In the southern Troodos Mountains at Kouka (Limassol district), on the west slopes of the upper Koures valley opposite Trimikline [Papacostas (1999a) 6.C.110] at 750m a.s.l. A relic of the True Cross kept in the church is mentioned by Machairas in the 15th century [Dawkins (1932) 1.38]. The settlement of Kouka is mentioned in 14th and 15th-century sources [Richard (1962) 83, 85, 91, 100, Richard (1983) 210; Darrouzès (1951) 49; Kechagioglou (1997) 132; Mas Latrie (1886) 418], while a monastery on the site is attested in the late Ottoman period [Kyprianos (1788) 393; Kyriazes (1950) 147]. The ruins of monastic buildings around the church, reported in the early 20th century, no longer survive [Gunnis (1936) 284], and it is possible that the monastery was founded in the Ottoman period, following the decline of the settlement.
Description: The much altered domed cruciform structure with three-sided apse was built in rubble masonry. All blind arches / niches along the interior cross arm walls must have originally been semi-circular, although some of them were rebuilt with pointed arches. A northeast compartment / chapel presumably housed the cross relic and may represent an addition to the original structure [MKE 12, 315-16; Stylianou (1985) 235]. A 12th-century iron cross with silver revetment (Crucifixion with Virgin and John in niello medallions) from the church is now kept in the Cyprus Medieval Museum (Limassol castle) [Charles-Gaffiot (1991) 106 and 187, no. 49; Byzantine Cyprus 128, no. 58]. There is no evidence that the cross was made in Cyprus, although it has been suggested that ‘it shows the continuous tradition of Cypriot silversmiths’ craftsmanship’ [Papageorgiou (1997) 101].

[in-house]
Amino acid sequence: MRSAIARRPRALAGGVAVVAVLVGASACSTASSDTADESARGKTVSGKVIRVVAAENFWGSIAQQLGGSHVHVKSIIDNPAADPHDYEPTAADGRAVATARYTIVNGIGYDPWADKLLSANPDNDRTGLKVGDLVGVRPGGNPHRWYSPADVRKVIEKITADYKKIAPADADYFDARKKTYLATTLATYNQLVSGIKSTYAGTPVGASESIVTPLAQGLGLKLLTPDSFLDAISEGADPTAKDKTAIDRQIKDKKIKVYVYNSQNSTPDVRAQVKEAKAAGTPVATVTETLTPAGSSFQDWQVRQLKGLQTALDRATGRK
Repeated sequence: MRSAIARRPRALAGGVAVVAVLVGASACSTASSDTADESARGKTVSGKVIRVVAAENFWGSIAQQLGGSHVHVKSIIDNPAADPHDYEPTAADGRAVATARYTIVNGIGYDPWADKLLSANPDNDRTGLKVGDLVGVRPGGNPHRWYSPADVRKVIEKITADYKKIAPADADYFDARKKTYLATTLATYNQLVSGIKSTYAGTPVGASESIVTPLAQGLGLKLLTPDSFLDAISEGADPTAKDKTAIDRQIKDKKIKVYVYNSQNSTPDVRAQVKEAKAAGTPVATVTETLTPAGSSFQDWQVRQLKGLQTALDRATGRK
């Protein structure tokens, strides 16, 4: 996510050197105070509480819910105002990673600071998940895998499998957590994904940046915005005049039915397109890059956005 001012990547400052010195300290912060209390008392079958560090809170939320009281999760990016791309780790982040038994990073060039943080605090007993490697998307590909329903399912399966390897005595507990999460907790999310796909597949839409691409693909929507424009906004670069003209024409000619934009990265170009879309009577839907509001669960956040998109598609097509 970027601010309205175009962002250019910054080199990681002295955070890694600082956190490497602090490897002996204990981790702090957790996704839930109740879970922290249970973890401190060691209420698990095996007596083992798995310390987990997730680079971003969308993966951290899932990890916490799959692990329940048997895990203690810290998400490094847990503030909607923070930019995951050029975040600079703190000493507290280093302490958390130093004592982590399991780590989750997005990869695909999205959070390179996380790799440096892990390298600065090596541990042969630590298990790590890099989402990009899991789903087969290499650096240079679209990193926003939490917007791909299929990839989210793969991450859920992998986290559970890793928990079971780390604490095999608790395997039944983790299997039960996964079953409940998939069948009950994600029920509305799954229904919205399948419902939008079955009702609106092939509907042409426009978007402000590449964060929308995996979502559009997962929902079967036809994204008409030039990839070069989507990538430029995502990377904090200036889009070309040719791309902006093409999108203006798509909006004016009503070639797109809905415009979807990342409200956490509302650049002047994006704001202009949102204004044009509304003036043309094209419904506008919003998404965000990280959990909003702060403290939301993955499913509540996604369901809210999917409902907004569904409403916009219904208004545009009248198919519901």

Dating: A possible 12th century date is suggested by the architecture and the style of the earliest fresco decoration (Archangel Michael) in the north blind arch of the west cross arm [MKE 12, 315-16; Stylianou (1985) 235; ascribed to the Ottoman period in Soteriou (1931a) 487].
Later additions / alterations: The west cross arm was extended with an additional bay after the demolition of the original west wall. The blind arches in the north cross arm, the doorways on the cross arm façades and the apse window were altered. Buttresses were added to the south cross arm, while the dome was replaced by a low ribbed vault at an unrecorded (late medieval?) date [certainly before the 20th century, despite both Jeffery and Gunnis speaking of a dome over the crossing: Jeffery (1918) 361; Gunnis (1936) 284]. The interior was at least partly redecorated with frescoes in the 14th / 15th century
Views: Soteriou (1935) pl. 49-50.
Plan / section: Jeffery (1915/16) 123 [omitting the blind arches in the west cross arm and buttresses of the south cross arm].